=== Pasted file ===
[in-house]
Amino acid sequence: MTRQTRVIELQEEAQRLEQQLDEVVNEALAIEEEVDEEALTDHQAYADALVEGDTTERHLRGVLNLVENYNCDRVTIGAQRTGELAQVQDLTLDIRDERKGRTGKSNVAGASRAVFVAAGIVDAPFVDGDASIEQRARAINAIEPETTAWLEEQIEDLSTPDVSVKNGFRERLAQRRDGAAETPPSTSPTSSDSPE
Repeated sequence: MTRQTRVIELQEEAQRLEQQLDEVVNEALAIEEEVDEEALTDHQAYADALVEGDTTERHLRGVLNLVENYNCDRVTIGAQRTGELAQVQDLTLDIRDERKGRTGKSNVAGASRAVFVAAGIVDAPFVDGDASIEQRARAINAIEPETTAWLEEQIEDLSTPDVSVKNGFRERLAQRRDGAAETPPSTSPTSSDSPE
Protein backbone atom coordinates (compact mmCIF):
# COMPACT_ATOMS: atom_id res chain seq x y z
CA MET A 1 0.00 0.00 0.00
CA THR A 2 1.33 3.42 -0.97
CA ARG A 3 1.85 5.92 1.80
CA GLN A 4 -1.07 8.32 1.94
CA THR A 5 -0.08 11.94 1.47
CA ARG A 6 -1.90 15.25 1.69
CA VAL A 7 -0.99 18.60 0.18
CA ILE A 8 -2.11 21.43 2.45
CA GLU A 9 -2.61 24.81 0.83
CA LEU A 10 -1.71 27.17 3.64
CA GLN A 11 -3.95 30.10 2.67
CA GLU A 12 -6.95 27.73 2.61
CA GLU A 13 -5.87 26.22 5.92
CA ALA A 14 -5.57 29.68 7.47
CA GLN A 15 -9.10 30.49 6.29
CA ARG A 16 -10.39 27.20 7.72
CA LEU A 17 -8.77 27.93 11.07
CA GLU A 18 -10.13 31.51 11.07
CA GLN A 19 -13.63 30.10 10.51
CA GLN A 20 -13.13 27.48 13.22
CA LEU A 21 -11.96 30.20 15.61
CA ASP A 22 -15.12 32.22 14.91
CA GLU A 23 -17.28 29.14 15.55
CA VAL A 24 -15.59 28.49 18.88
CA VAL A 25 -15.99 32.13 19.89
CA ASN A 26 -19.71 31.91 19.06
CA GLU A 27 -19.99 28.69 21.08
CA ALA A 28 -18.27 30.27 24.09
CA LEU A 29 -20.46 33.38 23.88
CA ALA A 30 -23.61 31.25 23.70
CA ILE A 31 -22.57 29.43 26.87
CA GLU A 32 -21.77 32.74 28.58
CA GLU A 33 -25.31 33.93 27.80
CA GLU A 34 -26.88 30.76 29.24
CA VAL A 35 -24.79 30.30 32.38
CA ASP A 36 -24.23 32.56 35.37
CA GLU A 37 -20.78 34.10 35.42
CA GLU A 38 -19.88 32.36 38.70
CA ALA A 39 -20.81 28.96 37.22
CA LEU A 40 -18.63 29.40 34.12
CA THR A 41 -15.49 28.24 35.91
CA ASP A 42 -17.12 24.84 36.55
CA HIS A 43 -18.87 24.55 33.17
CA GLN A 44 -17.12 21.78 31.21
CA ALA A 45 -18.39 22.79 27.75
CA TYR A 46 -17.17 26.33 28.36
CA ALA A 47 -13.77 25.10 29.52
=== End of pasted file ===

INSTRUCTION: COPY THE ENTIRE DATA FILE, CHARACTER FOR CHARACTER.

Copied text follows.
[in-house]
Amino acid sequence: MTRQTRVIELQEEAQRLEQQLDEVVNEALAIEEEVDEEALTDHQAYADALVEGDTTERHLRGVLNLVENYNCDRVTIGAQRTGELAQVQDLTLDIRDERKGRTGKSNVAGASRAVFVAAGIVDAPFVDGDASIEQRARAINAIEPETTAWLEEQIEDLSTPDVSVKNGFRERLAQRRDGAAETPPSTSPTSSDSPE
Repeated sequence: MTRQTRVIELQEEAQRLEQQLDEVVNEALAIEEEVDEEALTDHQAYADALVEGDTTERHLRGVLNLVENYNCDRVTIGAQRTGELAQVQDLTLDIRDERKGRTGKSNVAGASRAVFVAAGIVDAPFVDGDASIEQRARAINAIEPETTAWLEEQIEDLSTPDVSVKNGFRERLAQRRDGAAETPPSTSPTSSDSPE
Protein backbone atom coordinates (compact mmCIF):
# COMPACT_ATOMS: atom_id res chain seq x y z
CA MET A 1 0.00 0.00 0.00
CA THR A 2 1.33 3.42 -0.97
CA ARG A 3 1.85 5.92 1.80
CA GLN A 4 -1.07 8.32 1.94
CA THR A 5 -0.08 11.94 1.47
CA ARG A 6 -1.90 15.25 1.69
CA VAL A 7 -0.99 18.60 0.18
CA ILE A 8 -2.11 21.43 2.45
CA GLU A 9 -2.61 24.81 0.83
CA LEU A 10 -1.71 27.17 3.64
CA GLN A 11 -3.95 30.10 2.67
CA GLU A 12 -6.95 27.73 2.61
CA GLU A 13 -5.87 26.22 5.92
CA ALA A 14 -5.57 29.68 7.47
CA GLN A 15 -9.10 30.49 6.29
CA ARG A 16 -10.39 27.20 7.72
CA LEU A 17 -8.77 27.93 11.07
CA GLU A 18 -10.13 31.51 11.07
CA GLN A 19 -13.63 30.10 10.51
CA GLN A 20 -13.13 27.48 13.22
CA LEU A 21 -11.96 30.20 15.61
CA ASP A 22 -15.12 32.22 14.91
CA GLU A 23 -17.28 29.14 15.55
CA VAL A 24 -15.59 28.49 18.88
CA VAL A 25 -15.99 32.13 19.89
CA ASN A 26 -19.71 31.91 19.06
CA GLU A 27 -19.99 28.69 21.08
CA ALA A 28 -18.27 30.27 24.09
CA LEU A 29 -20.46 33.38 23.88
CA ALA A 30 -23.61 31.25 23.70
CA ILE A 31 -22.57 29.43 26.87
CA GLU A 32 -21.77 32.74 28.58
CA GLU A 33 -25.31 33.93 27.80
CA GLU A 34 -26.88 30.76 29.24
CA VAL A 35 -24.79 30.30 32.38
CA ASP A 36 -24.23 32.56 35.37
CA GLU A 37 -20.78 34.10 35.42
CA GLU A 38 -19.88 32.36 38.70
CA ALA A 39 -20.81 28.96 37.22
CA LEU A 40 -18.63 29.40 34.12
CA THR A 41 -15.49 28.24 35.91
CA ASP A 42 -17.12 24.84 36.55
CA HIS A 43 -18.87 24.55 33.17
CA GLN A 44 -17.12 21.78 31.21
CA ALA A 45 -18.39 22.79 27.75
CA TYR A 46 -17.17 26.33 28.36
CA ALA A 47 -13.77 25.10 29.52